According to state statistics, Contra Costa County currently has 151 charging stations with about 400 EV ports. By the year 2025, some 3,500 EV ports will be needed to meet the increased demand of electric vehicle owners.

Approve Public Protection Committee 2019 Report

On a consent item, supervisors approved 12 crime items that will be focused on by the Public Protection Committee that meets nine times during 2020.

Topics that the Public Protection Committee will study are:

Opportunities to Improve Coordination of Response to Disasters and Other Public Emergencies: Welfare Fraud Investigation and Prosecution; Multi-Language Capability of the Telephone Emergency Notification System; County Support and Coordination of Non-Profit Organizations to Provide Re-entry Services; Implementation of AB 109 Public Safety Realignment and Appointment Recommendations to the Community Corrections Partnership; Inmate Welfare Fund/Telecommunications/Visitation Issues; Racial Justice Task Force Project Review of Juvenile Fees Assessed by the Probation Department; County Law Enforcement Participation and Interaction with Federal Immigration Authorities; Juvenile Justice Coordinating Council; Review of Banning Gun Shows at the County Fairgrounds, Review of Adult Criminal Justice Fees; and Racial Equity Action Plan.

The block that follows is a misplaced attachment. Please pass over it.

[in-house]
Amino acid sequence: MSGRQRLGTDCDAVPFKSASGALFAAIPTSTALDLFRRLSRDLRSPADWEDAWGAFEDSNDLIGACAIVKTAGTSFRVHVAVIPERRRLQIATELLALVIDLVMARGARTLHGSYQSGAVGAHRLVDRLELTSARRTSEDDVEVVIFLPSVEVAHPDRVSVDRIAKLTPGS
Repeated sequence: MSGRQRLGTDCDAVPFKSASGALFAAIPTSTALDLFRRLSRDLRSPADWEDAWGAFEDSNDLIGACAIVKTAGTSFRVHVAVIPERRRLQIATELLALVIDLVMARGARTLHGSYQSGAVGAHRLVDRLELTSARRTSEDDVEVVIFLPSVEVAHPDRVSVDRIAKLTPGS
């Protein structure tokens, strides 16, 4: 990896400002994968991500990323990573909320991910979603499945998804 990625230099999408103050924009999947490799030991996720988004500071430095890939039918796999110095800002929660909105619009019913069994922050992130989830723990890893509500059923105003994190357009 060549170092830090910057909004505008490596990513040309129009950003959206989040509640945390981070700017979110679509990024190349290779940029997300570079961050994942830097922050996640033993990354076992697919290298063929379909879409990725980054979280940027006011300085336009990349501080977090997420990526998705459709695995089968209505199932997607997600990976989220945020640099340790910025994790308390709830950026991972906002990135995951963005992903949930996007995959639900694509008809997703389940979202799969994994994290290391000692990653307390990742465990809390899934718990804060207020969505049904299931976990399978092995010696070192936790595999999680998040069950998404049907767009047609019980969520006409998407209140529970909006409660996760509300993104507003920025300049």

Discovery Bay Resident Appointed to County Planning Commission

Discovery Bay resident Bob Mankin was appointed to complete the unfinished term of Contra Costa County Planning Commissioner Duane Steele, also of Discovery Bay, who had resigned.

Mankin was recommended by Supervisor Burgis to complete former commissioner Steele’s term of office on June 20, 2021.

The commission meets regularly twice a month and pays each of the five appointed commissioners $50 per meeting plus mileage. There is a $300 a month cap stipend per commissioner.

View the complete Board of Supervisors meeting agenda, here.

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Contra Costa’s green future? Sierra Club to hold Green New Deal Town Hall Feb 21 in Antioch

Wednesday, February 12th, 2020

The Green New Deal is a proposed package of legislation first introduced in Congress by freshman Member Alexandria Ocasio-Cortez and Massachusetts Senator Ed Markey. It has aroused support and controversy in equal measures.  The legislative proposal is their comprehensive approach to address claims of climate change and has become a central discussion point in the 2020 election. It is being championed by self-described democratic socialist Senator Bernie Sanders, one of the front runners in the Democratic presidential primary race.

The two bills that make up the package are House Resolution 109 and Senate Resolution 59. In the Senate, Markey introduced the bill and it was defeated with no votes in favor and 57 votes against, and 43 Senators voting present in protest to there not being any debate or expert testimony. The House bill has not yet received a vote. However, the House Select Committee on Climate Crisis was created to study the list of proposals contained in the legislation.

But what does it mean for Contra Costa County?

The Sierra Club, one of America’s leading environmental protection organizations, is hosting a Town Hall in Antioch to discuss the plan and how Contra Costa communities will benefit and be impacted.

The event will take place on Friday, February 21st from 7:30 pm to 9:30 pm at the Antioch Community Center, 4703 Lone Tree Way, Antioch.